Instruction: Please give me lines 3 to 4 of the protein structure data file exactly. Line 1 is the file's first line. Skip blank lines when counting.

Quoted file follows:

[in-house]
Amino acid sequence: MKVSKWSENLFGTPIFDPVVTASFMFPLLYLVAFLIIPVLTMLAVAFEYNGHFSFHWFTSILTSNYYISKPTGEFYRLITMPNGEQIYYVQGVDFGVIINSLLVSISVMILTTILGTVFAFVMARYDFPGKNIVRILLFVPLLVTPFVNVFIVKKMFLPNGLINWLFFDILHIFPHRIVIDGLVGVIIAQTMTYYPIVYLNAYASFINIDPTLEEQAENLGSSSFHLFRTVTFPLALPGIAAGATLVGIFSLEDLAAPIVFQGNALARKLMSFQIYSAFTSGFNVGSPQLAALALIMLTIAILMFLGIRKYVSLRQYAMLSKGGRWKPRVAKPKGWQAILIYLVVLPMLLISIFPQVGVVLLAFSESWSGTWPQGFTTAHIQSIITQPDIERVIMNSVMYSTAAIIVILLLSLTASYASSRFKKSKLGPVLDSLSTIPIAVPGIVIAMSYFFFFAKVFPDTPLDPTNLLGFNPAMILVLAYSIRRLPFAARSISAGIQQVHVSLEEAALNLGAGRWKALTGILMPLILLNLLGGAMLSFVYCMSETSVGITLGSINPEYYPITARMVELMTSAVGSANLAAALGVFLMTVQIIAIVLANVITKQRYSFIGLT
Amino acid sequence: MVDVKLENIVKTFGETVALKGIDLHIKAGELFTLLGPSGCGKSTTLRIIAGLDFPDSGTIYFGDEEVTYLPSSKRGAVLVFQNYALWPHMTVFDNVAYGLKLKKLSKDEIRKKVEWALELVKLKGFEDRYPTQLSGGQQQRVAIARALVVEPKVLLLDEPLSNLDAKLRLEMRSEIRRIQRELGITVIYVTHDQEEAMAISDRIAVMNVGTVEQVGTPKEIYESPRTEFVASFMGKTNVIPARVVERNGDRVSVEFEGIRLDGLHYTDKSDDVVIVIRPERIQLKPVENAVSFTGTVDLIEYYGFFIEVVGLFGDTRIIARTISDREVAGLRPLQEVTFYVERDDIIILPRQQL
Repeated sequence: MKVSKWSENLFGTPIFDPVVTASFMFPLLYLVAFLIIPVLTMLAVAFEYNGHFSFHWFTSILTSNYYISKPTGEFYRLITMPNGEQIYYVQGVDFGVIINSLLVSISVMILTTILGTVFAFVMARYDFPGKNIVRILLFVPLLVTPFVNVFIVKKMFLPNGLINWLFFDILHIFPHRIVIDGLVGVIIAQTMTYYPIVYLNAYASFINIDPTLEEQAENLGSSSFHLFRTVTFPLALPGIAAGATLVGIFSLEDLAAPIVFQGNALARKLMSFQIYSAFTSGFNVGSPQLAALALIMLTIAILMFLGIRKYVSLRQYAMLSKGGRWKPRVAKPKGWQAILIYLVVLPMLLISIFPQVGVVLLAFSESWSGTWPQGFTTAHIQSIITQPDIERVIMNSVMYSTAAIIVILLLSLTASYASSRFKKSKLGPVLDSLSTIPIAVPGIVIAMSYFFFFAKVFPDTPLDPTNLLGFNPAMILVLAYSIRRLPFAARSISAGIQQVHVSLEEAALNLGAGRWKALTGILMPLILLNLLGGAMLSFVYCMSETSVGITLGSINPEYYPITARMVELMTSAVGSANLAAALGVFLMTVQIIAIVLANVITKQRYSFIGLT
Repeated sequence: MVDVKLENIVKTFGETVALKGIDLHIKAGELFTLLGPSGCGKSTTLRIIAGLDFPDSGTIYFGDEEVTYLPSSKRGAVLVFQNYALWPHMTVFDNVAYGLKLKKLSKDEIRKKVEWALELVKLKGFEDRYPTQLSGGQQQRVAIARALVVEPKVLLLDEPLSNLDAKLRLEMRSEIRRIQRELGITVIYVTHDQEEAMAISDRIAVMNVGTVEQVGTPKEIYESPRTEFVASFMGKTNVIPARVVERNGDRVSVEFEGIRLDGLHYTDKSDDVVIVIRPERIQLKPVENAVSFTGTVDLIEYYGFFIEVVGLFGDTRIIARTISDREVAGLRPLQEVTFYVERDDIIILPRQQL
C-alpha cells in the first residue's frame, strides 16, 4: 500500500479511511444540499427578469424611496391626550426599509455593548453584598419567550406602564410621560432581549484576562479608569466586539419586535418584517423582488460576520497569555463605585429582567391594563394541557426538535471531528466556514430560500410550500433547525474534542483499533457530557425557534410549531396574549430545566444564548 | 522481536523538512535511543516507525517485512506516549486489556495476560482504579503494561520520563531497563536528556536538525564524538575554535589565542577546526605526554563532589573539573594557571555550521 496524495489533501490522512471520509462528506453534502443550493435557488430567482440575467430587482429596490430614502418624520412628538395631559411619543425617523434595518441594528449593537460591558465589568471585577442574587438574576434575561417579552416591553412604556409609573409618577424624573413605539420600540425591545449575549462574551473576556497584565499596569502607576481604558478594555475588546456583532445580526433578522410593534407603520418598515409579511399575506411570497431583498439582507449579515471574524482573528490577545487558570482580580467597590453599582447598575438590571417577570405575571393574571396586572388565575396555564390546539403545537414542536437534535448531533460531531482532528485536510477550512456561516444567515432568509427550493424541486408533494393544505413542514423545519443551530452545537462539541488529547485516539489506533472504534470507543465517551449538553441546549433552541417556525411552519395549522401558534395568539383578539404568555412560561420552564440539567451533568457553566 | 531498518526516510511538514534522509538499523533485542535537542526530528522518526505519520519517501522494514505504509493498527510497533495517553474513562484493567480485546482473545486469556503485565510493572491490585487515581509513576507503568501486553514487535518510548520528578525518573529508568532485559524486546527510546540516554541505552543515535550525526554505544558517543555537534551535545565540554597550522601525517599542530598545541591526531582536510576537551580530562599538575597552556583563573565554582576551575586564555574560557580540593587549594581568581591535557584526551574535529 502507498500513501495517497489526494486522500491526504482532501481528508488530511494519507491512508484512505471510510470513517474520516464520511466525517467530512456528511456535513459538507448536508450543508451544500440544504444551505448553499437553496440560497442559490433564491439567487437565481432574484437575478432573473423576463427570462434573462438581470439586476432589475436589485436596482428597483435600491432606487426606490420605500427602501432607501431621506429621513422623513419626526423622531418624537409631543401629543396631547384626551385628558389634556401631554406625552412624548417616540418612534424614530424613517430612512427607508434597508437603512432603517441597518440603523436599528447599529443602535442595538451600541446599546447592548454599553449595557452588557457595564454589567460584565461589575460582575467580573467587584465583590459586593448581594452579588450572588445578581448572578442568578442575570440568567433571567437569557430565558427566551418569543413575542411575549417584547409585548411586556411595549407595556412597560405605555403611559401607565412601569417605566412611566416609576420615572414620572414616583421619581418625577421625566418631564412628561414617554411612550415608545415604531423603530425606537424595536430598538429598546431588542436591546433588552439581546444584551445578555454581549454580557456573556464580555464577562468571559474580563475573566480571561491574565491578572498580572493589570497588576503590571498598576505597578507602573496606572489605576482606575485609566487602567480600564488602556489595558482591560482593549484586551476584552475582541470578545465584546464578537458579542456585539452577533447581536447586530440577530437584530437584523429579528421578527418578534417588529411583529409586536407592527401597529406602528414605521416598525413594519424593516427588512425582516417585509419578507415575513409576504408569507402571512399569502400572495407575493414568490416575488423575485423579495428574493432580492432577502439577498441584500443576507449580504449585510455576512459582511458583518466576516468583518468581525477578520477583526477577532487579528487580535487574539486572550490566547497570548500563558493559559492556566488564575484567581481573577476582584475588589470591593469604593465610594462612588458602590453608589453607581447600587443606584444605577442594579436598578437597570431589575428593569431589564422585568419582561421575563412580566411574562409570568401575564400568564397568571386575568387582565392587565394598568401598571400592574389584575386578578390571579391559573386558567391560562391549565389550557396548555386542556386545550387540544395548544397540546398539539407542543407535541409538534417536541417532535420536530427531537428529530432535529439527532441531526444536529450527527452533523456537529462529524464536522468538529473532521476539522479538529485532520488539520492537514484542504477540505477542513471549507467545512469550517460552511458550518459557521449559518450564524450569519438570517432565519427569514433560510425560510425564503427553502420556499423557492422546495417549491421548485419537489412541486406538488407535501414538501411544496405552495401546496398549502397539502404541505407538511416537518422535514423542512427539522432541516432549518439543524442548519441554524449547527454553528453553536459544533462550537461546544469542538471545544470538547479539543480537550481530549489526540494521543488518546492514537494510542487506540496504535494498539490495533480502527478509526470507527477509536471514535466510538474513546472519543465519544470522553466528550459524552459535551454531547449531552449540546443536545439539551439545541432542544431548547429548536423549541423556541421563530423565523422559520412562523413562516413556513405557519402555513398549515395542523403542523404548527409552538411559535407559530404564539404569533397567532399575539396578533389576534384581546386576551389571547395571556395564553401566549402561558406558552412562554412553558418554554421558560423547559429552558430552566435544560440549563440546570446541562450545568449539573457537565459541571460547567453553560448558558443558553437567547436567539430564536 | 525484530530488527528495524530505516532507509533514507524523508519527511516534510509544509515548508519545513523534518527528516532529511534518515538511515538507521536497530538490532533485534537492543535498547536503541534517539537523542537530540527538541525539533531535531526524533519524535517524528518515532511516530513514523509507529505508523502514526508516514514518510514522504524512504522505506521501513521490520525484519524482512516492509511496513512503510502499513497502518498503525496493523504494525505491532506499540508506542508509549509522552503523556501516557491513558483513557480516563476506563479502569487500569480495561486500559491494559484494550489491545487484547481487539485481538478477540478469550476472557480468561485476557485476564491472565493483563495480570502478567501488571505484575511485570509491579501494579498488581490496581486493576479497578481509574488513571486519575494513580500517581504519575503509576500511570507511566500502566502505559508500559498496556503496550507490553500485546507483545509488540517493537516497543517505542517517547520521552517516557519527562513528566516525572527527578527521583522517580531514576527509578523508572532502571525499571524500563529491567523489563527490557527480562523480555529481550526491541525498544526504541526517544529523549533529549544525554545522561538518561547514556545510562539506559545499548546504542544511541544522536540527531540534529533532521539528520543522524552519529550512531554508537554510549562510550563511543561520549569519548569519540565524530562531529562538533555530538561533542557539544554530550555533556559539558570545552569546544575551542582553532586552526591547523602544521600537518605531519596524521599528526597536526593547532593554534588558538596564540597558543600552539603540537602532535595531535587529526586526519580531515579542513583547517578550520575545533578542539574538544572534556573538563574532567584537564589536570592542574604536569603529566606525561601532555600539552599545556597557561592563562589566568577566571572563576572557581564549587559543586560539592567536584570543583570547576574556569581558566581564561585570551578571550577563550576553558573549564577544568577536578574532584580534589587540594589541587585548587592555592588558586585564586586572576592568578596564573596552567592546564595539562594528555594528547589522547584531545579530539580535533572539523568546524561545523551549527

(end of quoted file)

Amino acid sequence: MVDVKLENIVKTFGETVALKGIDLHIKAGELFTLLGPSGCGKSTTLRIIAGLDFPDSGTIYFGDEEVTYLPSSKRGAVLVFQNYALWPHMTVFDNVAYGLKLKKLSKDEIRKKVEWALELVKLKGFEDRYPTQLSGGQQQRVAIARALVVEPKVLLLDEPLSNLDAKLRLEMRSEIRRIQRELGITVIYVTHDQEEAMAISDRIAVMNVGTVEQVGTPKEIYESPRTEFVASFMGKTNVIPARVVERNGDRVSVEFEGIRLDGLHYTDKSDDVVIVIRPERIQLKPVENAVSFTGTVDLIEYYGFFIEVVGLFGDTRIIARTISDREVAGLRPLQEVTFYVERDDIIILPRQQL
Repeated sequence: MKVSKWSENLFGTPIFDPVVTASFMFPLLYLVAFLIIPVLTMLAVAFEYNGHFSFHWFTSILTSNYYISKPTGEFYRLITMPNGEQIYYVQGVDFGVIINSLLVSISVMILTTILGTVFAFVMARYDFPGKNIVRILLFVPLLVTPFVNVFIVKKMFLPNGLINWLFFDILHIFPHRIVIDGLVGVIIAQTMTYYPIVYLNAYASFINIDPTLEEQAENLGSSSFHLFRTVTFPLALPGIAAGATLVGIFSLEDLAAPIVFQGNALARKLMSFQIYSAFTSGFNVGSPQLAALALIMLTIAILMFLGIRKYVSLRQYAMLSKGGRWKPRVAKPKGWQAILIYLVVLPMLLISIFPQVGVVLLAFSESWSGTWPQGFTTAHIQSIITQPDIERVIMNSVMYSTAAIIVILLLSLTASYASSRFKKSKLGPVLDSLSTIPIAVPGIVIAMSYFFFFAKVFPDTPLDPTNLLGFNPAMILVLAYSIRRLPFAARSISAGIQQVHVSLEEAALNLGAGRWKALTGILMPLILLNLLGGAMLSFVYCMSETSVGITLGSINPEYYPITARMVELMTSAVGSANLAAALGVFLMTVQIIAIVLANVITKQRYSFIGLT